I know I am not alone in my dances with anxiety. My Scary Mommy post was scary for me to post to the world because it talked openly about something I’ve found hard to talk about: anxiety.
But the feedback has been phenomenal. The stories others have shared has been comforting. As I found more and more people raising their hands and saying me too, I felt less scared to talk about it.
In different posts I’ve mentioned some of the tactics I’ve used to control my anxiety, but I’ve never aggregated them into one post.
So here they are. I see them in two categories. The first three are Acute Coping methods; these are the tactics I use in the moment. The second three are Management Coping; tactics I incorporate into my life to keep everything copacetic.
(Disclosure: I am not a medical professional. Just a girl who has found some ways to self-soothe that doesn’t require sucking my thumb or toting a lovie around in public. But if you want to talk to a medical professional, go for it! After my divorce, I kept seeing my therapist. I still go back occasionally for tweaks. I have so much respect for people with an open mind who are willing to ask for help.)
Deep breaths. This one is said so often that it might appear cliché, but that’s because it’s effective.
There are medical reasons to support its efficacy. When we breathe rapidly, it’s often caused by our “fight or flight” system (sympathetic nervous system) sensing a threat. When we breathe out and intentionally slow our breath, our bodies’ parasympathetic nervous system kicks in. Those “nerves” that I was previously feeling start to fade away.
I have long used music to cope: from heartbreak to disappointment. My iPhone plus earbuds are to me as my son’s Lovie is to him.
They are my security blanket. As long as they are on me, I know I can drown out any situation and focus.
I also use this one preemptively. If I am about to walk onto a plane (a trigger for me), I’ll start the music in the boarding area. Dual purpose: this not only works to calm anxiety but works to focus me on projects at work (pre-work days it was my best study buddy for both bar exams.)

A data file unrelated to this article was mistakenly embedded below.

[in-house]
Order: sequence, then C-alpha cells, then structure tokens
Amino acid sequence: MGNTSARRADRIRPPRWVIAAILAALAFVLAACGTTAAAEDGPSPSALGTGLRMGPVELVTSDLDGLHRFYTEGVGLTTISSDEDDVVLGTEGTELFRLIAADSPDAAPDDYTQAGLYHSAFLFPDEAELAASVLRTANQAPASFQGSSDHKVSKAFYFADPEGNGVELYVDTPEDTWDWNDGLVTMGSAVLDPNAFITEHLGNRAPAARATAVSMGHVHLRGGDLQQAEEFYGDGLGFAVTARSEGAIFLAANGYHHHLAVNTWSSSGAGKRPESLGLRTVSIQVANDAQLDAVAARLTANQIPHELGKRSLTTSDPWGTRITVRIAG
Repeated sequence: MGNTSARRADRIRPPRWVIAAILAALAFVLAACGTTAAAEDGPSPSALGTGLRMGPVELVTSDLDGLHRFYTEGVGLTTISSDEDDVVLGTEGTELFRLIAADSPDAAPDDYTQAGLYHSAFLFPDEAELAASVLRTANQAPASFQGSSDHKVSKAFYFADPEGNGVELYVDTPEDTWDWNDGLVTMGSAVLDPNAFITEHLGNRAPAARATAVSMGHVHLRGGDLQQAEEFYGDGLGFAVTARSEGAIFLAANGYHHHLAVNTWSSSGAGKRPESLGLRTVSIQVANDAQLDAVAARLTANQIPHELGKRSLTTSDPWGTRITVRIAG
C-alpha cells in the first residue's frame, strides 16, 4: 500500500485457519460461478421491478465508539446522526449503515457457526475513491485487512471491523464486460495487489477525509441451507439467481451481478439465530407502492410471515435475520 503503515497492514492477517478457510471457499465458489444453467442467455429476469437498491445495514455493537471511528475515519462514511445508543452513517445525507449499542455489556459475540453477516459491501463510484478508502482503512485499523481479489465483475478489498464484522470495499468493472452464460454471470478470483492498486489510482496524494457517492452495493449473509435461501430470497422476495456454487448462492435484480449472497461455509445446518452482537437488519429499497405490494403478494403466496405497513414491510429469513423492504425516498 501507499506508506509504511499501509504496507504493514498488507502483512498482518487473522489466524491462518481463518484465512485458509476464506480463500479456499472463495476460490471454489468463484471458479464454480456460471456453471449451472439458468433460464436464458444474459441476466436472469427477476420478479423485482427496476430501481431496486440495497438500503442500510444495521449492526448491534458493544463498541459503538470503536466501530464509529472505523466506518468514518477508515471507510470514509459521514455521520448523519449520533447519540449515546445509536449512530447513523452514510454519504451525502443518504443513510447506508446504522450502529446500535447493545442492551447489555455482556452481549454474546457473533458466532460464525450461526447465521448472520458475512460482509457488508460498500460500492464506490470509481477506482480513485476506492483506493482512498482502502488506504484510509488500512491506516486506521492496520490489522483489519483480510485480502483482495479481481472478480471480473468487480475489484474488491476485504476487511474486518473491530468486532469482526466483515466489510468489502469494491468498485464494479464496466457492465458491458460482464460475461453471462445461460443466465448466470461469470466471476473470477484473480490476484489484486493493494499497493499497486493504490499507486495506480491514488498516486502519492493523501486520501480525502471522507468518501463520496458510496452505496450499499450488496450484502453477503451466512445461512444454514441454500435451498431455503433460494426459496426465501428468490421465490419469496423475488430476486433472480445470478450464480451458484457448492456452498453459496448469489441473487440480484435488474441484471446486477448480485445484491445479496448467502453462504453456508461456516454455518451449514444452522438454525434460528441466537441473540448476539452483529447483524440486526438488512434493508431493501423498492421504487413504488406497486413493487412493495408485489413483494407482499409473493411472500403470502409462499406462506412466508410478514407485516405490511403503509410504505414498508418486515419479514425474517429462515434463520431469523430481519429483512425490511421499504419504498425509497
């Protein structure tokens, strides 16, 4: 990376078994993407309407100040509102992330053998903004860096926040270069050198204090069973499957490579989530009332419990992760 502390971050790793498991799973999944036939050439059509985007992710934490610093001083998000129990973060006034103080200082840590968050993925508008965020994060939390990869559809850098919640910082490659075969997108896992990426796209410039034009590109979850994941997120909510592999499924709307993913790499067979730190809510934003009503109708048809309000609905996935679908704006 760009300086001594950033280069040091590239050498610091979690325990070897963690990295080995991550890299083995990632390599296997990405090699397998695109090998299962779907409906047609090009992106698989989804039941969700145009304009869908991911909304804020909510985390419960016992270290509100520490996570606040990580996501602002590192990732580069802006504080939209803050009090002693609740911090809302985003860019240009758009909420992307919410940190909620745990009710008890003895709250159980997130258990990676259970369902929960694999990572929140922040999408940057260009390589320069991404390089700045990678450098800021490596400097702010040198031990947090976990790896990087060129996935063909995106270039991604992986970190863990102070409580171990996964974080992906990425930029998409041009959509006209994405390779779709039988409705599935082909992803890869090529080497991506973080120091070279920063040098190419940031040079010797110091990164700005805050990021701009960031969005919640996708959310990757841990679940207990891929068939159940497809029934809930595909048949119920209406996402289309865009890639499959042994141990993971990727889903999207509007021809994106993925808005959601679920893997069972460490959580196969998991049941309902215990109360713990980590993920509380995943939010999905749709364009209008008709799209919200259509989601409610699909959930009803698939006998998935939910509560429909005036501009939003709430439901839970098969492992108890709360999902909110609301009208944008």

Repeating words in my mind serves two purposes: 1) it gives me something to focus on and 2) the words provide strength. One of my favorites is this quote which reminds me that my mind has power over fear. “You have power over your mind — not outside events. Realize this, and you will find strength.” — Marcus Aurelius
Work It Out
I often joke that running is my therapy. Except you know when people say things “jokingly” they really mean it, right? That’s me here. Running is my therapy.
The dose of endorphins, plus the chance to disconnect not only provides natural remedies for my body’s needs, but allows my mind to work through things and file them accordingly. I think of a run (or yoga or barre – whatever your activity is) as a method of cleaning up a dirty room (that dirty room being my mind).
As I’ve become more comfortable talking more openly about my anxiety others have begun to share their stories with me. The stories are from vice presidents, to working mothers, to paralegals, to CEOs to ridiculously successful alpha sales guys that appear to have an unchinkable armor.
If you’re uncomfortable talking openly about it – that’s ok. But take comfort that you are not alone. It does not define or control you.
Face the fears that drives the anxiety. This might seem counterintuitive but it’s actually the best cure for me. I take the first three aforementioned methods (breathing, music and mantra) and march straight into the face of it (i.e. onto a plane).
Sometimes I enlist a friend to accompany me the first time I am facing something that’s giving me anxiety. Sometimes I do it solo. Either way, I know that I am stronger than the fear and the anxiety.
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